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General Info
Parents Haumea and Kāne
Sibling(s) Kāne Milohai, Kā-moho-aliʻi, Nāmaka, Kapo, Pele

Hi'aka  is the Hawaiian patron goddess of hula dancers, chants, sorcery and medicine.

In MythologyEdit


Hiʻiaka was conceived in Tahiti, but carried in the form of an egg to Hawaiʻi by Pele, who kept the egg with her at all times to incubate it. From this, she earned her full name, Hiʻiaka-i-ka-poli-o-Pele: "Hiʻiaka in the bosom of Pele". Hiʻiaka is Pele's favorite and most loyal sister, although they have also had their differences. Hi'iaka was the first deity of this pantheon (the Pele family) born in Hawaii.


In the best known story, Pele once fell into a deep sleep and left her body to wander, and was lured by the sound of a hula-drum accompanied by a wonderful voice. She appeared in spirit at a festival on Kauaʻi (in most versions of the legend; another variation has her visit Kauaʻi physically while first seeking a home) where she fell in love with the singer, a young chief named Lohiau. Hi'iaka had been watching over her, and after nine days she grew worried and sang an incantation to bring Pele back. Upon her return, Pele longed for Lohiau and decided to send a messenger to bring him to her. Hiʻiaka volunteered to go on the dangerous journey, as long as Pele would protect her sacred grove of Lehua trees and her friend, Hopoe (meaning "one encircled, as with a lei or with loving arms").

Pele agreed to Hiʻiaka's request, but insisted that she return with Lohiau within 40 days. She also instructed Hiʻiaka not to fall in love with Lohiau, or even embrace him.

Palauopalae, the Guardian of the Ferns, was sent to be Hiʻiaka's companion. Along the way, a woman by the name of Wahineʻomaʻo (or literally, "light-skinned woman") joined them. Hiʻiaka's journey was filled with many adventures, such as dueling with the kupua (demons) of the island forests, but when at last she reached Kauaʻi she found that the young chief had died from longing for Pele. She was able to revive him with chanting and prayer, but she was not able to return to Pele within 40 days. Pele, fearing that Hiʻiaka had betrayed her and was keeping the handsome chief for herself, became enraged and not only destroyed Hiʻiaka's sacred Lehua forest, but also killed Hopoe, turning her into stone.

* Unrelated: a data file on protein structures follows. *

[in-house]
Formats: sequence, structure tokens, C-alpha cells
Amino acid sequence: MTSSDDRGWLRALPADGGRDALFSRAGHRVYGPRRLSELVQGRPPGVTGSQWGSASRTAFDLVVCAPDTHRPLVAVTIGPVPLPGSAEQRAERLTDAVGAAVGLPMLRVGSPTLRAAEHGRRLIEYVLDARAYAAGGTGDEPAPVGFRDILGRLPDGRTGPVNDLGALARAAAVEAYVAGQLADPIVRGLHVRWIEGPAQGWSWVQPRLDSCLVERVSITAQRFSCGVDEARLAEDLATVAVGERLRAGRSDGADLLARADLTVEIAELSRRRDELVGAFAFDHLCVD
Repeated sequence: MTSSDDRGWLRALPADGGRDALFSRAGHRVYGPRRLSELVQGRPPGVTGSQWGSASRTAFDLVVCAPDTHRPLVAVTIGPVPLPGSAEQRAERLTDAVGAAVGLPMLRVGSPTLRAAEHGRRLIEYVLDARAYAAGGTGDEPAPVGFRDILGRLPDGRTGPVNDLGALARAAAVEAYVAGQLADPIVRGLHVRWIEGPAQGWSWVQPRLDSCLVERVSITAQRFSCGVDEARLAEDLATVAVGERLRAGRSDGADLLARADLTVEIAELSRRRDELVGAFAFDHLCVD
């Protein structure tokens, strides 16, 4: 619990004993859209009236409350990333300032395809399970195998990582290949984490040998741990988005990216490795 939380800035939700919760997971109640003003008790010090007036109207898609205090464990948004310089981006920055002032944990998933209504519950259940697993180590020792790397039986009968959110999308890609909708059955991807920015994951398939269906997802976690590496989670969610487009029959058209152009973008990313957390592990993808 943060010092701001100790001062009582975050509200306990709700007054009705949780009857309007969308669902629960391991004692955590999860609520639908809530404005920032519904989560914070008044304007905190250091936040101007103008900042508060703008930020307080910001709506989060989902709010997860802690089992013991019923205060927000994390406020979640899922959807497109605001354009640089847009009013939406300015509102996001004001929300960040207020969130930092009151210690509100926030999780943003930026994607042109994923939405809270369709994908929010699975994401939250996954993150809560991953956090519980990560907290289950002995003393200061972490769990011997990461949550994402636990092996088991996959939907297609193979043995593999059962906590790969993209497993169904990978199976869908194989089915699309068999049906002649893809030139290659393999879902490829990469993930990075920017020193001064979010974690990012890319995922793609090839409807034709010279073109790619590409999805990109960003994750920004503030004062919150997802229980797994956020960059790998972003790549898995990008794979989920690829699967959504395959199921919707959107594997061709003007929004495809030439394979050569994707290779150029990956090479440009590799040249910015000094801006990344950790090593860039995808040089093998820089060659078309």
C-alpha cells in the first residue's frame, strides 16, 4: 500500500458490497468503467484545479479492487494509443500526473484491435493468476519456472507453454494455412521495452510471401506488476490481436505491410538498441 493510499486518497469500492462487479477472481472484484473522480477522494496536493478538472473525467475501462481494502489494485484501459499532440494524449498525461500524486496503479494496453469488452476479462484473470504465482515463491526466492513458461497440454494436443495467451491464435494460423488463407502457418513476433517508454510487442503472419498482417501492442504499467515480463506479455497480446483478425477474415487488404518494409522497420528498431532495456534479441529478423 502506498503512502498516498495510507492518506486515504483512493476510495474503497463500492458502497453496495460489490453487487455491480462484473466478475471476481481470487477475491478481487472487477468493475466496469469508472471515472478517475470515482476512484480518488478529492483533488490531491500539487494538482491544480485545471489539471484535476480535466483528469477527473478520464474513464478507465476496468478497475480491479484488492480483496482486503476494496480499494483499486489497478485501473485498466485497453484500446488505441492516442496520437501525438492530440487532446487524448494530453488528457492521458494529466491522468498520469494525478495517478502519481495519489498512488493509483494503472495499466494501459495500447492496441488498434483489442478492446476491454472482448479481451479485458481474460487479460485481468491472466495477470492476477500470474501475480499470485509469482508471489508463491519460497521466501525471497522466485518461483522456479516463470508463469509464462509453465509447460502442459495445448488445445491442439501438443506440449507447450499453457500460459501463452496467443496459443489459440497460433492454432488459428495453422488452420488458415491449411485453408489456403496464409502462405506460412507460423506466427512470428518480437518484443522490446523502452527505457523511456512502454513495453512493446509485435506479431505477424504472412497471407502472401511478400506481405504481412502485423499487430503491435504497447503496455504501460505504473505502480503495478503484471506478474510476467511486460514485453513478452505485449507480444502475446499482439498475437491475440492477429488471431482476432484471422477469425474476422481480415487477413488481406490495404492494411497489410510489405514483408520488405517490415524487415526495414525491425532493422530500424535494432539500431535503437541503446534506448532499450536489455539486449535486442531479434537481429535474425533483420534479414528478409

When Hiʻiaka returned, seeing her friend dead and her forest ravaged, she took revenge on Pele and embraced Lohiau. In retaliation, Pele sent waves of lava at the couple. Hiʻiaka was unharmed, but Lohiau was killed by the lava. Again, Hiʻiaka revived him, thus bringing him back to life twice.

Pele, regretting her actions toward Hiʻiaka's forest and friend, decided to let Lohiau choose who he wanted to be with. Some versions of the legend say that Lohiau chose Hiʻiaka over Pele and returned with her to Kauaʻi. Others say he decided to remain with the both of them. Still others say that he retreated to Kauaʻi alone. But it is most widely believed that after their long and dangerous journey from Kaua'i, Lohiau had come to love and greatly admire Hi'iaka for her bravery, loyalty, kindness and beauty. He chose her for his wife and took her back to Kaua'i to be with him.


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